If it doesn’t work out, there’s always more expansion.

Rumor has it that the SEC’s network deal will likely be for 15-20 years.  Long time, there.  Bernie Machen’s not worried about that.

“If it goes big, it will be huge,” Machen said. “If it doesn’t, it won’t be. I think it will be huge.”

Well, maybe more like Bernie Machen has no idea about whether to be worried about that.

For all the confident excitement about this, it seems like everybody’s forgotten it was Slive’s incompetence in negotiating the last TV deal that led to a conference expansion that he still hasn’t wrapped his brain completely around yet.  Why exactly are we supposed to believe that this time around he got it right?

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25 Comments

Filed under SEC Football

25 responses to “If it doesn’t work out, there’s always more expansion.

  1. Mike

    Senator, In your opinion what did Slive do the last time that you consider to be incompetent?

    • He didn’t negotiate an opt-out deal in case a few years down the road market conditions changed. Which they did.

      • Mike

        Ahh…but haven’t the TV deals been renegotiated anyway ?

        • Haven’t heard yet. But as a fan, was it worth the scheduling crap we’re suffering through for them to get a better deal? And as a school president, wouldn’t it have been easier just to negotiate the opt-out in the first place?

          • Mike

            You contend that the reason the SEC won’t go to a 9 game SEC regular season schedule is because of the TV contracts? I haven’t followed the reasoning behind not expanding the SEC games very closely, but that seems a bit odd. And indeed incompetent on Slive’s part.

            • The SEC had to expand to fourteen schools, with all the awkward scheduling issues – Georgia plays at Auburn in back-to-back seasons, for example – that have ensued (both in basketball and in football), because it was the only way to get the networks to revisit the contract terms.

              It’s not that I’m blaming a nine-game schedule on the TV contracts. It’s that that’s probably the best way to bring some semblance of balance back to conference scheduling in football.

              None of this would have been necessary if Slive hadn’t felt obligated to undo his mistake through conference expansion.

        • Connor

          Tangential, but this is the same reason the playoff will expand. If it’s successful, which I suspect it will be, the schools and conferences will quickly realize that they undervalued it when they sold it to ESPN et al. In order to go back to the negotiating table they’ll have to expand the product, just like the SEC did with A&M and Missouri. It’ll be 8 teams in no time.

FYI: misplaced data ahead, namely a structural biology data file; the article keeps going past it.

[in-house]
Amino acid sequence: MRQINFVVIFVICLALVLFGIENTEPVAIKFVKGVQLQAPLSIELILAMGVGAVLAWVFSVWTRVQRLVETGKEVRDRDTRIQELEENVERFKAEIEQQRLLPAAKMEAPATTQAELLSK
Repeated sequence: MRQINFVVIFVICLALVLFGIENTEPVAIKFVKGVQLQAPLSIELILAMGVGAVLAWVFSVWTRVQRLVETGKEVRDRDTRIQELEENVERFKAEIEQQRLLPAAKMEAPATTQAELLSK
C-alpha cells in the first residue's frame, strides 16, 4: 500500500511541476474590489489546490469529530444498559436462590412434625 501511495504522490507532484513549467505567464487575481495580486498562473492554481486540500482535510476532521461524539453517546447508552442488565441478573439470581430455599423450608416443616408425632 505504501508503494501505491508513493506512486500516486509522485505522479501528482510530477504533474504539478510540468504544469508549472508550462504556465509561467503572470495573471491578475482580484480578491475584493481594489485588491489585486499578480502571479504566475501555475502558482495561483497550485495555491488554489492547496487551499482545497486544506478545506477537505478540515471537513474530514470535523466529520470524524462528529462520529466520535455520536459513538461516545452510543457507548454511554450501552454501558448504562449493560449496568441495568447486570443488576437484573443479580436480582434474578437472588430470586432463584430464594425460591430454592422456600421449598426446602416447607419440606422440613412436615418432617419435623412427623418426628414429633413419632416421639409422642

• Keese

        How do you negotiate an opt out clause with ESPN when they’re doling out big TV dollars at the time? Hindsight is easy to criticize

        • Are you serious? Why do you think they’re doling out big dollars?

          The whole story about sports broadcasting rights over the past decade is that they’ve been seriously undervalued. When you’re offering the best football conference in the land as product, you’ve got all the leverage you need. Slive didn’t appreciate his own bargaining position.

          • Keese

            Ok so ESPN allows a one sided opt out clause? What would they get out if it other than a year-year deal. Pretty weak position for such a big $ contract

            • (1) why would it be one-sided? I doubt the SEC would be worried ESPN would want to back out.

              (2) opt-outs don’t have to be year-to-year, or even repeated. Most of the ones I see set out a single, specified time during the contract term for that to occur.

          • Keese

            Do any of the other conferences have this? ( not trying to hammer such a small point here)

            • Big Ten and Pac-12 are running their own networks, so there’s nobody to opt out with. Doubt the small fry would have the leverage to negotiate it (or, in the case of the Big East would want to risk broadcast partner walking away).

              Don’t know about the others. But I’d argue none of the others equal the SEC’s market power.

  2. ETennDawg

    Will i be expected to pay an additional fee for the new SEC network, or will I get it by being “southern by the grace of GAWD?” I am a directv guy btw.

  3. Will Trane

    Everything increased in price…healthcare, property taxes, satellite subscriptions, gas, food, name it. I’d pay a fair price to see all the Dawg’s football games on TV.
    Is there a possiblity the AD could hire a “woman” to coach the men’s basketball team and “another woman” to coach the men’s baseball team. I do not know why it took me so long to understand why the women’s program do so well at UGA…most have women coaches.

    • At least those coaches don’t constantly bitch like a woman.

    • Cojones

      You’re a brave soul, Will Trane.

      Women shop better and are good with children. They would be great negotiating on Slive’s staff as well as in charge of UGA recruiting.

  4. Scott

    Will this deal mean no more CBS games?

    • Go Dawgs!

      No. At least, not for a long time. This won’t void the contracts the league had signed. And while some conference football will eventually be shown on the new network, it will be the worst games like GA Southern at UGA. Broadcast TV still reaches the most viewers and has the most money so it remains the most desired outlet, followed by ESPN. In the coming decades the conference networks may get better games, but not anytime soon. What this does mean is even more exposure for SEC baseball and softball and the other sports.

    • Dog in Fla

      Does Verne have a longer half-life than the CBS contract?